„Relationship/Communication Triangle,‟ the REC States:



    „The practical effect of Health and Safety
     legislation is a joint responsibility for the
      Health and Safety of temporary workers
    between the employment business and the
             client organisation (hirer)‟

 Supported by HSE and DTI in agency workers guidelines




                                                            16
H&S Responsibilities

• Important to have clarity

• Employment Business:
   – All pre-assignment checks
   – All ongoing liaison and communication
   – Any required support service as required
• Client
   – All on assignment activities – supervision/direction/control
• Temp worker
   – As employee but including communication with employment
     business and client and PPE provision where applicable




                                                                    17
H&S Information required from
Temporary Workers

•   Health/disability information
•   Career history
•   Qualifications/certifications
•   Skills cards/H&S passport schemes   (Where applicable)

•   Working Time Regulations (PAYE)
•   Age – Young Workers
•   References

         Ensure workers are fit and suitable


                                                         18
H&S Information required from Client


•   Site Address
•   Name of Manager
•   Job title
•   Job description – role requirements
•   Start time
•   Any specific qualifications/skills or qualities
•   Any H&S risks, and controls to manage them
•   Personal Protective Equipment required




                                                      19
   Two way
communication is
   essential




                   20
How Can Rullion Help:



•   Workers H&S Guidance Handbook
•   Training for all Rullion staff re. H&S requirements
•   Client and/or worker presentations/training
•   Internet
•   Industry body affiliations – CITB (CSCS)/JIB etc.
•   Newsletters




                                                     21
Continued….


•   Accident investigation reports/RIDDOR reports
•   Client visits
•   Client days
•   SHE Manager
•   Dedicated Service – partnership with Clients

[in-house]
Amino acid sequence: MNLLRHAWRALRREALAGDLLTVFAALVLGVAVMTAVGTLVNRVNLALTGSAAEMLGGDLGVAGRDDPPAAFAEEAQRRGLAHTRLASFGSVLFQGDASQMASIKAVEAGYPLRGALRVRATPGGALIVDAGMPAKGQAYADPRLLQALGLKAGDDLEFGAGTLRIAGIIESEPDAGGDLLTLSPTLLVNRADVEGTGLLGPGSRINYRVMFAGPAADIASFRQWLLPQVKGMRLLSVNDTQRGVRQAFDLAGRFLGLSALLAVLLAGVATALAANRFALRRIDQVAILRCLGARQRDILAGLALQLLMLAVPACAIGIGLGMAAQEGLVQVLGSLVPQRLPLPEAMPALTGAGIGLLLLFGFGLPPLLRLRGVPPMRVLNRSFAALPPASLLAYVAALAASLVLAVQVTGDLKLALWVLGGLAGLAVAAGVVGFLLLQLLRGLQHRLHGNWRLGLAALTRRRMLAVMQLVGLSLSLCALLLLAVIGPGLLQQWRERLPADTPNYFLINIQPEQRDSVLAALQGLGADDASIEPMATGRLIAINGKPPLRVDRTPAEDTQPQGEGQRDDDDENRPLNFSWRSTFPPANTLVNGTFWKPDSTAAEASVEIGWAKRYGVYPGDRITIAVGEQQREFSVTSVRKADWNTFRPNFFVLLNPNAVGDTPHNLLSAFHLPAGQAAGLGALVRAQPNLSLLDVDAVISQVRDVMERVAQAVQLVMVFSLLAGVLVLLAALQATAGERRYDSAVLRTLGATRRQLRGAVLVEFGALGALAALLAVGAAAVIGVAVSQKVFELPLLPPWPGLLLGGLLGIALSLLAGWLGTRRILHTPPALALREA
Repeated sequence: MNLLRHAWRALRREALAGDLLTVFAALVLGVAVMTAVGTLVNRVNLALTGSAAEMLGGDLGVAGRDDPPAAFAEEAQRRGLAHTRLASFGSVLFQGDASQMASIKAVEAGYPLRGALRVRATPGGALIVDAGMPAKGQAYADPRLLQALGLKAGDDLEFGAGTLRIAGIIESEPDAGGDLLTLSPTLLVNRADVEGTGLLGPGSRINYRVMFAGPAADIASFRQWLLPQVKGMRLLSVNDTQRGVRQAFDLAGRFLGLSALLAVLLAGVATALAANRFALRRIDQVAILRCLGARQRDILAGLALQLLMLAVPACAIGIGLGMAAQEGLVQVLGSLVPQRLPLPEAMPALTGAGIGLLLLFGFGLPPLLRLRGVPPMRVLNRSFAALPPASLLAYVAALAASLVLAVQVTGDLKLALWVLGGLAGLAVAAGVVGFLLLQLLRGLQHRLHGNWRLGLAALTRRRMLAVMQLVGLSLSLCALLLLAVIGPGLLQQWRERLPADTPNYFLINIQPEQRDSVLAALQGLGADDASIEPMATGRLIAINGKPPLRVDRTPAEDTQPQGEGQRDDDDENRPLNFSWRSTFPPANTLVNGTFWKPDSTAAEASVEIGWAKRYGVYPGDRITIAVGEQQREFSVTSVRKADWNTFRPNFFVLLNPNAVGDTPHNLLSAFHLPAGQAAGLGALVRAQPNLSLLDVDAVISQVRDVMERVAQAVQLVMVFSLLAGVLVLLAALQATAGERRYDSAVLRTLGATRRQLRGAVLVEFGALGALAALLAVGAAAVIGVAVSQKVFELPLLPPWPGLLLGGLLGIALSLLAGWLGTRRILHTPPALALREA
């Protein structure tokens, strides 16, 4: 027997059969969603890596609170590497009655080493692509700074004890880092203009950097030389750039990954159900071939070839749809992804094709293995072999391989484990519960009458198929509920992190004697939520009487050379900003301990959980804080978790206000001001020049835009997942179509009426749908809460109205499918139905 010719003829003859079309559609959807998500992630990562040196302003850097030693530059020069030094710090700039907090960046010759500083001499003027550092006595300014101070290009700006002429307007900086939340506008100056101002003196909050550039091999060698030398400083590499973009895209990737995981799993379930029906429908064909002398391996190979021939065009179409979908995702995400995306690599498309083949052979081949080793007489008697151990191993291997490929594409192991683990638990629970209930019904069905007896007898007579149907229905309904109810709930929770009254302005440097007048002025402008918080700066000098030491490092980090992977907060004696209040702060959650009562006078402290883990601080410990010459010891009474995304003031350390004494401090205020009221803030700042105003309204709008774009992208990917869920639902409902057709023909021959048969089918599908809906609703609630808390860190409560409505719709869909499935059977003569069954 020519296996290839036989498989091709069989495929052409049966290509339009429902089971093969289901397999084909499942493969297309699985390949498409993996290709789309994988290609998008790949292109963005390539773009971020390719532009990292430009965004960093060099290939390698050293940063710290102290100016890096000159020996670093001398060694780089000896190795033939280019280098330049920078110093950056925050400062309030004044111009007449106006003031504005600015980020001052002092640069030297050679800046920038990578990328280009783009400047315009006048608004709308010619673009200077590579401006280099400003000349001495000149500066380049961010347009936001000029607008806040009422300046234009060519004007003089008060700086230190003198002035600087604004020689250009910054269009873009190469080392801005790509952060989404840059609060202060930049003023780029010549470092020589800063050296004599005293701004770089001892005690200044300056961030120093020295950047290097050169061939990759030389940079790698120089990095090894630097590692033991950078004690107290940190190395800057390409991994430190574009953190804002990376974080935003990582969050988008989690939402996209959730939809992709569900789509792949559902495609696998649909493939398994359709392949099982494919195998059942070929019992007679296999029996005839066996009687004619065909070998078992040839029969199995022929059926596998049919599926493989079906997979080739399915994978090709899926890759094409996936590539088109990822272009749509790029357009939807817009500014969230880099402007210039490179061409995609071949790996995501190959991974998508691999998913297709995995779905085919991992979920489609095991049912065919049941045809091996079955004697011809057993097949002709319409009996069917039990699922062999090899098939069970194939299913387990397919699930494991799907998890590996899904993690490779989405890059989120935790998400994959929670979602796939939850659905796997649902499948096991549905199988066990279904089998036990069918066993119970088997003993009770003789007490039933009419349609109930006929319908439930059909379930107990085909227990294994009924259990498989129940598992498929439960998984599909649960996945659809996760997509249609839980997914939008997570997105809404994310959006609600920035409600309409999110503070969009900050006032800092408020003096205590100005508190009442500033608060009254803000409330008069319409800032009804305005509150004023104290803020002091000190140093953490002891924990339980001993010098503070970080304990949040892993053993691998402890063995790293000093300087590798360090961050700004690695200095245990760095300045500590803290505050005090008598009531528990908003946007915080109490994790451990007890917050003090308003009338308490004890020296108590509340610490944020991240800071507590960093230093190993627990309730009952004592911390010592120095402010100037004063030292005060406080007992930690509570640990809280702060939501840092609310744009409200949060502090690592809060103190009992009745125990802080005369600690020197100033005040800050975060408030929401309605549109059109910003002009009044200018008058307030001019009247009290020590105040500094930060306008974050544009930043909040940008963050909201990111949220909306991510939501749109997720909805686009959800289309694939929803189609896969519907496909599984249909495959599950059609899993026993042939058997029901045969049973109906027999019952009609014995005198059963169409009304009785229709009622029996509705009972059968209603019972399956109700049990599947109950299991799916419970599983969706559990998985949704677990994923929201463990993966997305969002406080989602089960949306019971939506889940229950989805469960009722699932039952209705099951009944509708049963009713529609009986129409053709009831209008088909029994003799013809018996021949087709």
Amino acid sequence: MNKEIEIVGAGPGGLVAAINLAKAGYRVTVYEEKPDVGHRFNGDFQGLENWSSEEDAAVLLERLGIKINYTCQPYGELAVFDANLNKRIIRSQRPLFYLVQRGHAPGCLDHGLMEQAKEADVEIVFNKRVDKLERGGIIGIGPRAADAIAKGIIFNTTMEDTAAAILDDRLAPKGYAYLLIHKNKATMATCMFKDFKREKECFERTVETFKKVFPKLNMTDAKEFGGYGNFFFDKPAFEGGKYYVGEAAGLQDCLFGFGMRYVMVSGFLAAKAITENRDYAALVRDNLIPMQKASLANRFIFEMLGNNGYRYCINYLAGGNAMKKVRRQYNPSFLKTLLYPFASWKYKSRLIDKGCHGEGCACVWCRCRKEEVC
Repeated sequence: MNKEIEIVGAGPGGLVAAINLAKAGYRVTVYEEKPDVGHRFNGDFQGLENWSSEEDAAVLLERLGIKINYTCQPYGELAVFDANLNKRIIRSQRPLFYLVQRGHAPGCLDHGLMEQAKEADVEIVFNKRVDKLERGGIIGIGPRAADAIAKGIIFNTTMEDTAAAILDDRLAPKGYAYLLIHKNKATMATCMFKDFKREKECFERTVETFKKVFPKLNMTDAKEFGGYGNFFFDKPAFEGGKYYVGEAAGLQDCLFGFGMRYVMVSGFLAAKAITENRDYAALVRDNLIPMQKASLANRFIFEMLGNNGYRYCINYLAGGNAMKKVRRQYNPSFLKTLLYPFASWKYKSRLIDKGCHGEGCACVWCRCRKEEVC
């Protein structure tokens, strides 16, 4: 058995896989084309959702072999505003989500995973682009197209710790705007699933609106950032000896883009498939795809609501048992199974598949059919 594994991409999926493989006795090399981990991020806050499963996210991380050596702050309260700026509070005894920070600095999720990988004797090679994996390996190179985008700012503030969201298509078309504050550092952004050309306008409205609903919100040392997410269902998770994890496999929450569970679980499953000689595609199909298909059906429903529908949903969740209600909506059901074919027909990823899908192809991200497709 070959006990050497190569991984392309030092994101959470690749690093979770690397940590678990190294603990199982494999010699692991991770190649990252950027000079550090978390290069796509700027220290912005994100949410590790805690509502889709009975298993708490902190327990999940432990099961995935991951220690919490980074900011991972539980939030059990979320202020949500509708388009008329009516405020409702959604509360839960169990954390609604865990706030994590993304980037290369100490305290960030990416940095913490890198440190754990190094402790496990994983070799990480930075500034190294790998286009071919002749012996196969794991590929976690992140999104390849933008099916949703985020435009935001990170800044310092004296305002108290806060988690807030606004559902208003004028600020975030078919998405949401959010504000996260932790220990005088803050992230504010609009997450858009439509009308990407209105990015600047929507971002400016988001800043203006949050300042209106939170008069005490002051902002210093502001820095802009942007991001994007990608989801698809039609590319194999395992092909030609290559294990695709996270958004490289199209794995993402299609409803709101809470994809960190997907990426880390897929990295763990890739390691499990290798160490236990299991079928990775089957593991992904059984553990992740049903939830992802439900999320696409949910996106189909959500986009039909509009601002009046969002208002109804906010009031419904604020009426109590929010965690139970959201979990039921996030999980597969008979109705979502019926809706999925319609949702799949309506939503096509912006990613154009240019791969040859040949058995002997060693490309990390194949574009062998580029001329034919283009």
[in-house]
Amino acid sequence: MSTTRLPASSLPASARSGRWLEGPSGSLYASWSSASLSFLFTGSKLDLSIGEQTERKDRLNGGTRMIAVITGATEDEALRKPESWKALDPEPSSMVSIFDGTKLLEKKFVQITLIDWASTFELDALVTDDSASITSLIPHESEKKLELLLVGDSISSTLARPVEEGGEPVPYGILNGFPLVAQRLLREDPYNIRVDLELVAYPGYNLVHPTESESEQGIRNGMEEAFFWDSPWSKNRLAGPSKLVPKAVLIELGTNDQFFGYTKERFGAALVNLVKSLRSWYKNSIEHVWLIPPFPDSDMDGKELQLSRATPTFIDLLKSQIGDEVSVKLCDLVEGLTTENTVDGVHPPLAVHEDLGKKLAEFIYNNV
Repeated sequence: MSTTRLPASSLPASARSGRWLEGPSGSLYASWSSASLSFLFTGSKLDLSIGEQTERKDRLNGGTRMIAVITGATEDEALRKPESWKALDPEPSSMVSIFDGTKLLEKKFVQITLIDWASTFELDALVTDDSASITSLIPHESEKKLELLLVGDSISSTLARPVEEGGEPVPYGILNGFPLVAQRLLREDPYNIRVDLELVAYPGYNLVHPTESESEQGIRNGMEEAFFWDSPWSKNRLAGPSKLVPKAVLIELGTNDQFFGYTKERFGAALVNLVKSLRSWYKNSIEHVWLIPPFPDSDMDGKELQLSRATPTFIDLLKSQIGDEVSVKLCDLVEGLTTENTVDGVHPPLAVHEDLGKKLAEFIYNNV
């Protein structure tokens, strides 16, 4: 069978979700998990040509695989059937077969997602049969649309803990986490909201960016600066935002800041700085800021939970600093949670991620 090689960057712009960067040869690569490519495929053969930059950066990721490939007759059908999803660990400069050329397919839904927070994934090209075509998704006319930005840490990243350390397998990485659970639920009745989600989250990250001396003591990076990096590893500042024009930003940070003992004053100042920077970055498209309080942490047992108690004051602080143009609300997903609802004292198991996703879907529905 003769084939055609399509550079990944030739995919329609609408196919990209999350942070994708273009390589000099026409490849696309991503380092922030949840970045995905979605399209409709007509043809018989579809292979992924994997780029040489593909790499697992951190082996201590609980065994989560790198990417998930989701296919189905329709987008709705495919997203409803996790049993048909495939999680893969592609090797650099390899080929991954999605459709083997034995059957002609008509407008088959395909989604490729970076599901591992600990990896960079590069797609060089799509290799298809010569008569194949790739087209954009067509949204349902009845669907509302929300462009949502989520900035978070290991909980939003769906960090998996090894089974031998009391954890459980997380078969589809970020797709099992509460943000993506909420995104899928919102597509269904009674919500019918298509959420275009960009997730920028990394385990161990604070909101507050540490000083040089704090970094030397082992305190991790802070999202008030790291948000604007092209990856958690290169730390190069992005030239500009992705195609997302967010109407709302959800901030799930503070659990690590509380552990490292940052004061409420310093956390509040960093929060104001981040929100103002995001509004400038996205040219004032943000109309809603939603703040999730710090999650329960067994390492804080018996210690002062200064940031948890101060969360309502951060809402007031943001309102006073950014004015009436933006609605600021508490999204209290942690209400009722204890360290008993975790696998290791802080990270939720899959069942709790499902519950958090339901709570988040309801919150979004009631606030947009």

•   Bond




                                                    22
23
Case Study        -    United Utilities


•   Drivers
•   Liaison meetings
•   Newsletter
•   Training
•   Joint working party – UU and Rullion
•   Rullion actively monitoring licence compliance.
•   Rullion undertaking annual training recap
•   Joint training planned




                                                      24
Case Study – United Utilities

• Client comment:

Regular meetings have improved working together. There
  is:
   1. Better understanding of needs from both UUOS and Rullion
   2. Higher profile of H&S issues relating to tanker drivers
      responsibilities
   3. Improved knowledge of the transport industry i.e. tachographs
      and VOSA
   4. We would now like to see Rullion strengthen their service to us to
      provide a higher number of stand-by drivers.




                                                                           25
Q&A




      26
27
Howard Marshall

Group HR Manager




                   28
Managing Temporary Workers


• The contract for service

• The Employment Tribunal Service view on
  temporary workers

• Recent cases involving Temporary Workers

• How can Rullion help




                                             29
Employment tribunal service statistics 2005 /
2006


• Increase in claims from 86,000 to 115,000
• Types of claims
   – Increase in multiple claims
     • Primarily claims about equal pay
  – Largest number of claims were for unfair dismissal
  – Highest growth in claims were working time related
  – Compensation levels remained static for all cases
     • Highest award = £985,000
     • Average award (all claims) = £5,000




                                                         30
The tribunals view on contract /
temporary workers

• There have been numerous cases surrounding the
  employment status of temporary workers

• The tribunals are looking to determine an employee
  relationship within the “triangular arrangement”

• A number of recent cases have been used to test the
  possibility of an employee relationship




                                                        31
Recent cases

• Brook Street v Dacas (2004)
• Key points
  – Client – Wandsworth Borough Council
  – Greater than 12 months “service” with Brook Street
  – Continuous with one client
  – Assignment termination due to a dispute between
    Dacas and the Council
• Decision
  – Worker could be employee of end user due to implied
    contract of employment



                                                          32
Recent cases


• Bunce v SkyBlue (2005)
• Key Points
  – Mutuality of obligation raised due to successive
    number of short term contracts via Sky Blue
  – Control was delegated to the client by Sky Blue
• Decision
  – Contract for service was clear and unequivocal
  – Mr Bunce was not an employee of Sky Blue




                                                       33
Recent cases

• RNLI v Bushaway (2005)
• Key points
  – Mrs Bushaway placed on a temp contract
  – Offered a full time post
  – Left after 7 months in post due to dispute